As Lauritzen and Barrick made good recoveries to 7th and 11th respectively, Villar’s luck was worsening. Various large errors, including a flip at the Senna Chicane, left last season’s championship runner-up in 18th place.
Meanwhile, Vandoorne was really putting the pressure on Gardiner. The Belgian eventually got right up to the Australian’s bumper, and Gardiner cracked under the pressure – he became another casualty of the turn 2 tyre barrier. Taulborg was slowed up slightly by this incident, and Neto took advantage to take 2nd place off the season 3 champion, but by the end of the race, Taulborg had retaken his position.
As the race wore on, Gardiner suffered much the same problems as Villar – small mistakes, big mistakes, contact with other drivers, all conspiring to drop him down the order. As the drivers began taking their mandatory pit stops once again, a familiar sight emerged: Vandoorne far out in the lead, with no-one putting up enough of a fight to keep up with him.
The final carriage in a train of humiliation for Villar came when he made a slow exit from turn 3, and ended up being turned around by Blain. Later on in the race, the last victim of Turn 2 was Paul wood, who hit the tyres and flipped into retirement. This ended up gifting a place to Villar and Gardiner – 14th and 15th, the last two finishing places.
Up front, after a long and arduous race for many, Stoffel Vandoorne came home the victor yet again, with Jesper Taulborg in 2nd. Alexander Lauritzen put in a fine recovery drive to finish 3rd from a 14th-place start.
In a scenario that could never have been imagined at round 1, Stoffel Vandoorne now leads the drivers championship by 13 points from Miguel Neto. Jesper Taulborg lies in 3rd place at the moment, with 515 points, while his teammate Keith Barrick is only 1 point behind with 514. He is followed by Francisco Villar and Andre Caiado, while Yuri Braham in 7th is the lowest-placed driver who can still take the title at Sebring. Granted, this would only be possible if Braham won both races and none of the other contenders showed up (hey, it could happen!), but it’s still an amazing fact that goes to show how competitive this league is.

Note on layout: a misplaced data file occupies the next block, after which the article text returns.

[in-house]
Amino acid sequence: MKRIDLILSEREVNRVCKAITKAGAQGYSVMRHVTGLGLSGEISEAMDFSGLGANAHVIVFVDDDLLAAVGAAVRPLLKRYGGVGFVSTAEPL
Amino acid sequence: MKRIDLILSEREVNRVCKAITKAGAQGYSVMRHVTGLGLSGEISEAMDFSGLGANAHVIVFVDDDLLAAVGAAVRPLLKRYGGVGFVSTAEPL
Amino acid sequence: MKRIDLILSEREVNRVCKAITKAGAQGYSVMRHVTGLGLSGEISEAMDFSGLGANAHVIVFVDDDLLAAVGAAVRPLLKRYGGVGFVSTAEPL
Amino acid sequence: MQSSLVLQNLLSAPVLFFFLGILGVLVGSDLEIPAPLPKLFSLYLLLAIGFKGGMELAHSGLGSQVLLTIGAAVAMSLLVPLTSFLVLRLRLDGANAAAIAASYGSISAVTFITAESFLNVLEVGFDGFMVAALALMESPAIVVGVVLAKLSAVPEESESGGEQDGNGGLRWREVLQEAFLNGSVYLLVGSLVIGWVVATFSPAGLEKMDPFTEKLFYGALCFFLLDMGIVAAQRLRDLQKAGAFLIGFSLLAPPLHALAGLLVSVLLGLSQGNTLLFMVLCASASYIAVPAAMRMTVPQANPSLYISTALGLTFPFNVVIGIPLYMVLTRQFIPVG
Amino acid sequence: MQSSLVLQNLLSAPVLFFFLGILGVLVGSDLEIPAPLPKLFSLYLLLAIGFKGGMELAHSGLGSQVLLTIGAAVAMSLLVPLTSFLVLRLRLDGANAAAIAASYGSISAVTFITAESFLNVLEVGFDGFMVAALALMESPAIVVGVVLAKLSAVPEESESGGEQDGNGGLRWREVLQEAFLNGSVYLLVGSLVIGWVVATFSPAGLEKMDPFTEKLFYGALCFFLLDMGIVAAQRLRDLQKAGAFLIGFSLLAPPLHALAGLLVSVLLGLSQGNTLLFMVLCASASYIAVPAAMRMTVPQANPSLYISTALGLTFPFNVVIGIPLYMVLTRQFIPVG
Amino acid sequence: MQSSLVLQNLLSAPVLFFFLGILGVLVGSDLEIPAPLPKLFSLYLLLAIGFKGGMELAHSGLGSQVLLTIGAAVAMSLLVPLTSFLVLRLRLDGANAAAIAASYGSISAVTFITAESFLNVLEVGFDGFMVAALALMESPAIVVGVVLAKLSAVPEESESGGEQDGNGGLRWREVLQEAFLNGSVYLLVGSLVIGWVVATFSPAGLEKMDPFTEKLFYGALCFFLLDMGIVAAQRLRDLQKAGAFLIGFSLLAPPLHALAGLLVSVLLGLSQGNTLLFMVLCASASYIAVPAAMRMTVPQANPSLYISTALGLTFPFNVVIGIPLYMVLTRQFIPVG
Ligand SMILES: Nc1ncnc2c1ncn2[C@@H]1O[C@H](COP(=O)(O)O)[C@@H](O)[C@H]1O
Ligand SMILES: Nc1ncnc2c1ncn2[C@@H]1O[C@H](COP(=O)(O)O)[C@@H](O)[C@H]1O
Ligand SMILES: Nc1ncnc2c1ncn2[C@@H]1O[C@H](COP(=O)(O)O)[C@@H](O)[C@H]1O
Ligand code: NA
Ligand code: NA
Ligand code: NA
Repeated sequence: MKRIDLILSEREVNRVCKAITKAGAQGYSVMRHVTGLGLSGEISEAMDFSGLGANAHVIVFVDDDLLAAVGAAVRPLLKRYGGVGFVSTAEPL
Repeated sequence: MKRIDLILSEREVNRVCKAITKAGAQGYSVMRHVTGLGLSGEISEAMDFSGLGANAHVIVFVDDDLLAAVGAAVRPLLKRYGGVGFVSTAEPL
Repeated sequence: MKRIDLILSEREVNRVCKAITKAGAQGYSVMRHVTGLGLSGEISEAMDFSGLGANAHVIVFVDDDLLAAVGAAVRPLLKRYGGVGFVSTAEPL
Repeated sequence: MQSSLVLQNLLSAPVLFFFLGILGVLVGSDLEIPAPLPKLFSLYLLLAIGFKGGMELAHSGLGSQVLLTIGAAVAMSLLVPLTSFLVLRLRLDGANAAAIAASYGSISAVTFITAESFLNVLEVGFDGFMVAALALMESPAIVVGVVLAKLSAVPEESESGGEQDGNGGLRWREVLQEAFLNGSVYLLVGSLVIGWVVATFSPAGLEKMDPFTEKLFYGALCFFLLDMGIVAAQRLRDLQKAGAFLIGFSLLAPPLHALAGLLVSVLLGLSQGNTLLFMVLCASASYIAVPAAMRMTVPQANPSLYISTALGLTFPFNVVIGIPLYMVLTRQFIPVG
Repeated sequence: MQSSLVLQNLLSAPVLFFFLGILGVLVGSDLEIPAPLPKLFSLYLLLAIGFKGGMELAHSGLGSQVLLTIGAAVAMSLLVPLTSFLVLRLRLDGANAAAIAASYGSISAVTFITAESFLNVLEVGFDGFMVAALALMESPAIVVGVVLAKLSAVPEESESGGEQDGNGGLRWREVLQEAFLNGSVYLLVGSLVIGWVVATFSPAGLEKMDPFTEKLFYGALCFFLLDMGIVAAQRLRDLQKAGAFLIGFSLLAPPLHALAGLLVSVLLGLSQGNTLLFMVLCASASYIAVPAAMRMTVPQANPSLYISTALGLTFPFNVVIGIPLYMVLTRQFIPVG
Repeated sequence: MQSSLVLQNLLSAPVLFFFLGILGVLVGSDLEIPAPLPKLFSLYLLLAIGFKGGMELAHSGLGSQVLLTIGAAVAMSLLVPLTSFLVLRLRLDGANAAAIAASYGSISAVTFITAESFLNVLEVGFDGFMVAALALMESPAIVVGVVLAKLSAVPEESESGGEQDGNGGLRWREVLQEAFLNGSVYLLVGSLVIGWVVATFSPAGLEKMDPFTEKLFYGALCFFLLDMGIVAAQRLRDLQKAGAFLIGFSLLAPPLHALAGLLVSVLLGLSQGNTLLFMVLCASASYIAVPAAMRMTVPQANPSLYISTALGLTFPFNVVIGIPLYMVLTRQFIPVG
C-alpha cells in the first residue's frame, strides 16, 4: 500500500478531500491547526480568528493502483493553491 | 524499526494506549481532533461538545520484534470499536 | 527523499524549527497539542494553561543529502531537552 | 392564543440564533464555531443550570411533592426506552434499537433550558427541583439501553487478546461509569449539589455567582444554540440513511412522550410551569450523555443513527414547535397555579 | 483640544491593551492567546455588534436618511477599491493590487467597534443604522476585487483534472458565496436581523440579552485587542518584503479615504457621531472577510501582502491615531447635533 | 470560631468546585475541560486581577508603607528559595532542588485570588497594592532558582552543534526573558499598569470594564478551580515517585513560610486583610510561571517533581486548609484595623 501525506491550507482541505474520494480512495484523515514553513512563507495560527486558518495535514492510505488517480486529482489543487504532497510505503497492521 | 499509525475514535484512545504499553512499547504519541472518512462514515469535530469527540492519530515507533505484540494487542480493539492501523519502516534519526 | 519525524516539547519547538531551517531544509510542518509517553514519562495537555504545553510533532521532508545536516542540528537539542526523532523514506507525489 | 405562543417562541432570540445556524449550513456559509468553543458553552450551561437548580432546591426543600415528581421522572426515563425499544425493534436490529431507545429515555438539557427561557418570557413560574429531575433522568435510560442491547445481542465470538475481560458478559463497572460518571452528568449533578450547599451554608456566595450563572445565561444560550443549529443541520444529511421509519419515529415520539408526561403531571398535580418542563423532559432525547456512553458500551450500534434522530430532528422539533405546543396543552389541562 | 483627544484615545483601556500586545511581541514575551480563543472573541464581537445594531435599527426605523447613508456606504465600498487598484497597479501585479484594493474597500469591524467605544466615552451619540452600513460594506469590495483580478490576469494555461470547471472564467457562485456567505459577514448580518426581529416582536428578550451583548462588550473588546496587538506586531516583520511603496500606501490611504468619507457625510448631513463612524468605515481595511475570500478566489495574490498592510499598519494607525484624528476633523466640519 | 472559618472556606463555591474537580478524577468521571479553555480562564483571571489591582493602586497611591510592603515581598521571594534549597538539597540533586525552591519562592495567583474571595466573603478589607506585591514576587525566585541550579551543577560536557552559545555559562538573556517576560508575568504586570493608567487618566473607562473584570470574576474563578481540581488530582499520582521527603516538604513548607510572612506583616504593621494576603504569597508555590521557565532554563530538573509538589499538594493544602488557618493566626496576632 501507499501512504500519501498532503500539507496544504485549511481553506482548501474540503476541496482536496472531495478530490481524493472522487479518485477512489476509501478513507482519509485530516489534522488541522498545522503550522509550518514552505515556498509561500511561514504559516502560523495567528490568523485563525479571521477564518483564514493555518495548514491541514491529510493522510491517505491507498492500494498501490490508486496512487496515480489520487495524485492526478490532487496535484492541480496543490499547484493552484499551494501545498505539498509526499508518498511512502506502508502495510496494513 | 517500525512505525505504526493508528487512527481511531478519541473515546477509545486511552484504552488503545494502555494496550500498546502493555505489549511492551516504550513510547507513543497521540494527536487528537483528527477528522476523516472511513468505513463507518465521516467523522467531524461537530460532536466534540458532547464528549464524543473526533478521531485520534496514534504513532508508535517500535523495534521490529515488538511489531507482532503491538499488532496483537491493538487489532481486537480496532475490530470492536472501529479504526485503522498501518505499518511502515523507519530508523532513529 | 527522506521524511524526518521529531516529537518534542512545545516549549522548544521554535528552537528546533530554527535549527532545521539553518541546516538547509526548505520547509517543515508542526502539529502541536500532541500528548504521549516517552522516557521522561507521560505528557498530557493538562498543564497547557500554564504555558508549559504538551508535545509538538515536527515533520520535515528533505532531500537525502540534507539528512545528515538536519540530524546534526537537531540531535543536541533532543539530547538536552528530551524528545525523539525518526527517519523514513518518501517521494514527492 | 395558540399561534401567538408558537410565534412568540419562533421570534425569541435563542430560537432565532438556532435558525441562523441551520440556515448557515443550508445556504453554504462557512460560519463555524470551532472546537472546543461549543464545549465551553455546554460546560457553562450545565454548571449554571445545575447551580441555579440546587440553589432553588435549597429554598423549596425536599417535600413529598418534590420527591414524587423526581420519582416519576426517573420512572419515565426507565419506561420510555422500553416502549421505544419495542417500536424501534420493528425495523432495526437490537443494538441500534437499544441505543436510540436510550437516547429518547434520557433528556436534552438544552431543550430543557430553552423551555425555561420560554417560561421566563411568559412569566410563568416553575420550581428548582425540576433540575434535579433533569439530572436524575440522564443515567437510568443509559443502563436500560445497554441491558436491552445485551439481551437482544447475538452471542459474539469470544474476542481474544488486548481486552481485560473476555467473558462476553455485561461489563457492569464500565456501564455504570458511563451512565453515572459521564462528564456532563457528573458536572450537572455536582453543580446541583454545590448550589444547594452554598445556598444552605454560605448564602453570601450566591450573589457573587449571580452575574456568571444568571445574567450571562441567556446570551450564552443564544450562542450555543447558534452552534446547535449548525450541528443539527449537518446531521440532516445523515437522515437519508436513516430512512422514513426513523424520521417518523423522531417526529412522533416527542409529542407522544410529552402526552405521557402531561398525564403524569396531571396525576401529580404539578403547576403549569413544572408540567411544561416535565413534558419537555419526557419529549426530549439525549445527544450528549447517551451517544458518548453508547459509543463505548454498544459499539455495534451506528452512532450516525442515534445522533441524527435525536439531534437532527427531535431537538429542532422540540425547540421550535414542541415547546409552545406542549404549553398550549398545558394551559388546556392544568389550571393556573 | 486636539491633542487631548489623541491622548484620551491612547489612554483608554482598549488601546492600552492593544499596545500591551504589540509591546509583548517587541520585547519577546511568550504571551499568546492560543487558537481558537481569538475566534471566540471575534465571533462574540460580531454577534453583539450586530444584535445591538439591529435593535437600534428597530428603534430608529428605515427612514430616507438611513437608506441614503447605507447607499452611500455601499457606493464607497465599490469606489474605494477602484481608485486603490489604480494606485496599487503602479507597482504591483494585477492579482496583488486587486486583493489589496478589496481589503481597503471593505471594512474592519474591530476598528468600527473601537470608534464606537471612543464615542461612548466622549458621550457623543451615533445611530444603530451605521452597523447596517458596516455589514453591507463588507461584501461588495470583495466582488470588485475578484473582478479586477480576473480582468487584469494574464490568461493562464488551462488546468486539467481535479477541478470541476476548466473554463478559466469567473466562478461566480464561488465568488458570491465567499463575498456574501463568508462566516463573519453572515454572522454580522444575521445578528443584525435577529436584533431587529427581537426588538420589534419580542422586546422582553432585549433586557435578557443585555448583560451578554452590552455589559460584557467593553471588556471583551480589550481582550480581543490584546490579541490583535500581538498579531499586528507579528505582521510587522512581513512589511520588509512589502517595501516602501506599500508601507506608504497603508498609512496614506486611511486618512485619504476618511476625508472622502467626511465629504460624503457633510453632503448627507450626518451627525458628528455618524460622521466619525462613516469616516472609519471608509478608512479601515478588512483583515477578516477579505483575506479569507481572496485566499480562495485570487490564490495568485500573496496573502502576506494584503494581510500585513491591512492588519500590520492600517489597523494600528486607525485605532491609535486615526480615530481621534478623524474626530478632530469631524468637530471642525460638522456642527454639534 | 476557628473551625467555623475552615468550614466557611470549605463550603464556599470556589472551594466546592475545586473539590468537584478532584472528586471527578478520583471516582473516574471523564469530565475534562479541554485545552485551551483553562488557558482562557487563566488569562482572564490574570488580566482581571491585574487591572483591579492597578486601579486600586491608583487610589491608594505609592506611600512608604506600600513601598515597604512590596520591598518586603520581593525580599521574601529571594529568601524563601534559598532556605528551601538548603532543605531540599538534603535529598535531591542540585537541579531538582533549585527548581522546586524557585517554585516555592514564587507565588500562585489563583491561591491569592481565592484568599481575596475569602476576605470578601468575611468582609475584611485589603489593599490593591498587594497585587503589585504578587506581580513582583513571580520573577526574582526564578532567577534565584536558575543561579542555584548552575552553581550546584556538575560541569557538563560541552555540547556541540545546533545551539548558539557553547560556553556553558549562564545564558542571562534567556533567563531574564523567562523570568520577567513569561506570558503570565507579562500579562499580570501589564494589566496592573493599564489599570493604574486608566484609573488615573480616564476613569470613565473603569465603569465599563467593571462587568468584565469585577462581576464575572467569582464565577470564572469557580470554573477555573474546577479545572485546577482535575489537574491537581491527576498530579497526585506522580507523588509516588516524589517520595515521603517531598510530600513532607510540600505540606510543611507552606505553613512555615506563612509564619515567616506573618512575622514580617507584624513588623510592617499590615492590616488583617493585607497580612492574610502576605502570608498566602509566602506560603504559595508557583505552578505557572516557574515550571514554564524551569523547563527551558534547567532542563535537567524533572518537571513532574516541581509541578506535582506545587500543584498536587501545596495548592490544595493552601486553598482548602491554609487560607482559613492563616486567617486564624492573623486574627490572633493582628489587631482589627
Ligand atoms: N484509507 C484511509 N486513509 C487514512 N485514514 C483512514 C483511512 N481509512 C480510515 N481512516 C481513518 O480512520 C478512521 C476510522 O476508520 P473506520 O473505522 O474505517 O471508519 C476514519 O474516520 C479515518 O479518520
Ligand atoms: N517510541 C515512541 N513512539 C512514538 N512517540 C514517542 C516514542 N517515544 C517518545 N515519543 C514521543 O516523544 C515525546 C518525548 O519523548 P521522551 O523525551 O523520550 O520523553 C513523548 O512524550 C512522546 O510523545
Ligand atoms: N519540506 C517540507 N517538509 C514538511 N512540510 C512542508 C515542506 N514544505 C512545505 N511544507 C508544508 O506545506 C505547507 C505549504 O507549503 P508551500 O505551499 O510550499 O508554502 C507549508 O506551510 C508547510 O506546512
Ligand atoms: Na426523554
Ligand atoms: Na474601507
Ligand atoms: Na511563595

In terms of the teams championship, Team Portugal leads with a nicely-rounded 1111 points – but FDR CanDen is not far behind with 1108. We shall see at Sebring who will take the crown – but with Sebring being suited to both Villar’s rear-wheel drive BMW and Neto’s high-top-speed Chevrolet Cruze, Barrick and Taulborg in their Hondas will have their work cut out for them!
This is it. The last round of the championship takes place tonight. Sebring International Raceway, hallowed ground in American Sports Car racing, plays host to the championship finale for ATCC Season 4. Who will take the champion’s laurel? Will it be the dominant Vandoorne? The Iceman, Taulborg? The seasoned campaigner, Barrick? The in-form Neto? The highly skilled Villar? Or will another competitor surprise us all? Find out at 9:15pm EST tonight, by going to this link: www.touringproseries.com/broadcast
If one word were to sum up this round of the American Touring Car Championship, it would be “crazy”. As the first event of the season with changeable weather, Round 6 at the fictional Vitus Parc Club threw up many surprises.
in a bit. Here’s the in-depth report from Vitus to get you pumped up for Adelaide!
One thing that wasn’t a surprise was Stoffel Vandoorne taking pole position. The dominant Belgian managed to hold off Alexander Lauritzen for first position on the starting grid, followed by Francisco Villar and Keith Barrick. Hugo Goncalves and Jesper Taulborg took up the third row, while Miguel Neto and Andre Caiado were 7th and 8th.
Neto’s Father had sadly passed away in the days before the race, and as a result, Neto and all of the other Team Portugal members were sporting black hoods on their cars. Neto’s was inscribed with the text “Obrigado por tudo Pai” – a message thanking his Father for being a part of his life.
The top 10 was completed by Alessio Luchessi and Vincent Kan.
Vandoorne and Villar got the usual good start, but coming into turn 1, Villar fell back. He was still able to run near the front, which was more than can be said for Lauritzen, who suffered some strange lag and went into the wall halfway round. Missing his bumper, Lauritzen pitted for repairs, but eventually retired.